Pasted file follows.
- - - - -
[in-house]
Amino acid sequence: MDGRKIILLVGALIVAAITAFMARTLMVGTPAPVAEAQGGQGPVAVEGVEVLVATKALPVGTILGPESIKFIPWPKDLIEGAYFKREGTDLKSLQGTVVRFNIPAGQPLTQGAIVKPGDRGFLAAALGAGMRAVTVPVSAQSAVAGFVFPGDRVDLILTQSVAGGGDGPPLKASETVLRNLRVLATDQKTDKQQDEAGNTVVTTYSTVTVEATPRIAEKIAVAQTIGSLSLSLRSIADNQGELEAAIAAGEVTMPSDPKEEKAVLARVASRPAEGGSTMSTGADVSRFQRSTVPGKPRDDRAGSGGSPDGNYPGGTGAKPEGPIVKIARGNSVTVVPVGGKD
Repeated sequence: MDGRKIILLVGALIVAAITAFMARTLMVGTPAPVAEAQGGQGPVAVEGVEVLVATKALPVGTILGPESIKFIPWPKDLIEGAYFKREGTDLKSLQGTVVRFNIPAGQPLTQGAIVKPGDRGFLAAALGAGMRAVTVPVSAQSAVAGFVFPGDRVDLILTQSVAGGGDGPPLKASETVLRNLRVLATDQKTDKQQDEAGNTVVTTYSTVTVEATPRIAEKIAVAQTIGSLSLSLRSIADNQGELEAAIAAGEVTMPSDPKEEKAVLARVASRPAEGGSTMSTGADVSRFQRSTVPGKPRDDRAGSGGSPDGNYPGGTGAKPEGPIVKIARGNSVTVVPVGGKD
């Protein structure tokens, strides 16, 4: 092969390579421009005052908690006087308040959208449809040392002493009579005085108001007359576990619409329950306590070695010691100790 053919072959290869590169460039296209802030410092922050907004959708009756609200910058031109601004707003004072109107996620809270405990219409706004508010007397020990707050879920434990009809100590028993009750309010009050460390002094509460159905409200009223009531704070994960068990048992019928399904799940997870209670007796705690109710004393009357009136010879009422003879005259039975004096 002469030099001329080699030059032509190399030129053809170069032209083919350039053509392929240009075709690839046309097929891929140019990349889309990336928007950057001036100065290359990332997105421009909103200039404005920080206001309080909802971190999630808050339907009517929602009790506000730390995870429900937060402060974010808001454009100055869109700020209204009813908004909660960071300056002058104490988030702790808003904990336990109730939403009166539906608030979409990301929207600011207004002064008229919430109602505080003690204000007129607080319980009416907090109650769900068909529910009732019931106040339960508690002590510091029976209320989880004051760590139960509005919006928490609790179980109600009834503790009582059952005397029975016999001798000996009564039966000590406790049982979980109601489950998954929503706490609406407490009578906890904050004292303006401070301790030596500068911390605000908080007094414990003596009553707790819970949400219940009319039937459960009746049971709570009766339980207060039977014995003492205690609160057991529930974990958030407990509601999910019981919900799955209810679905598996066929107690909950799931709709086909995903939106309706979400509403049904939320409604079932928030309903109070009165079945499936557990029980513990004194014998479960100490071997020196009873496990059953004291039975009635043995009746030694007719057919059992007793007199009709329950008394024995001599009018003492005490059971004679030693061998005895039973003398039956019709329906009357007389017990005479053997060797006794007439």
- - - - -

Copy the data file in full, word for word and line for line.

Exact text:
[in-house]
Amino acid sequence: MDGRKIILLVGALIVAAITAFMARTLMVGTPAPVAEAQGGQGPVAVEGVEVLVATKALPVGTILGPESIKFIPWPKDLIEGAYFKREGTDLKSLQGTVVRFNIPAGQPLTQGAIVKPGDRGFLAAALGAGMRAVTVPVSAQSAVAGFVFPGDRVDLILTQSVAGGGDGPPLKASETVLRNLRVLATDQKTDKQQDEAGNTVVTTYSTVTVEATPRIAEKIAVAQTIGSLSLSLRSIADNQGELEAAIAAGEVTMPSDPKEEKAVLARVASRPAEGGSTMSTGADVSRFQRSTVPGKPRDDRAGSGGSPDGNYPGGTGAKPEGPIVKIARGNSVTVVPVGGKD
Repeated sequence: MDGRKIILLVGALIVAAITAFMARTLMVGTPAPVAEAQGGQGPVAVEGVEVLVATKALPVGTILGPESIKFIPWPKDLIEGAYFKREGTDLKSLQGTVVRFNIPAGQPLTQGAIVKPGDRGFLAAALGAGMRAVTVPVSAQSAVAGFVFPGDRVDLILTQSVAGGGDGPPLKASETVLRNLRVLATDQKTDKQQDEAGNTVVTTYSTVTVEATPRIAEKIAVAQTIGSLSLSLRSIADNQGELEAAIAAGEVTMPSDPKEEKAVLARVASRPAEGGSTMSTGADVSRFQRSTVPGKPRDDRAGSGGSPDGNYPGGTGAKPEGPIVKIARGNSVTVVPVGGKD
């Protein structure tokens, strides 16, 4: 092969390579421009005052908690006087308040959208449809040392002493009579005085108001007359576990619409329950306590070695010691100790 053919072959290869590169460039296209802030410092922050907004959708009756609200910058031109601004707003004072109107996620809270405990219409706004508010007397020990707050879920434990009809100590028993009750309010009050460390002094509460159905409200009223009531704070994960068990048992019928399904799940997870209670007796705690109710004393009357009136010879009422003879005259039975004096 002469030099001329080699030059032509190399030129053809170069032209083919350039053509392929240009075709690839046309097929891929140019990349889309990336928007950057001036100065290359990332997105421009909103200039404005920080206001309080909802971190999630808050339907009517929602009790506000730390995870429900937060402060974010808001454009100055869109700020209204009813908004909660960071300056002058104490988030702790808003904990336990109730939403009166539906608030979409990301929207600011207004002064008229919430109602505080003690204000007129607080319980009416907090109650769900068909529910009732019931106040339960508690002590510091029976209320989880004051760590139960509005919006928490609790179980109600009834503790009582059952005397029975016999001798000996009564039966000590406790049982979980109601489950998954929503706490609406407490009578906890904050004292303006401070301790030596500068911390605000908080007094414990003596009553707790819970949400219940009319039937459960009746049971709570009766339980207060039977014995003492205690609160057991529930974990958030407990509601999910019981919900799955209810679905598996066929107690909950799931709709086909995903939106309706979400509403049904939320409604079932928030309903109070009165079945499936557990029980513990004194014998479960100490071997020196009873496990059953004291039975009635043995009746030694007719057919059992007793007199009709329950008394024995001599009018003492005490059971004679030693061998005895039973003398039956019709329906009357007389017990005479053997060797006794007439």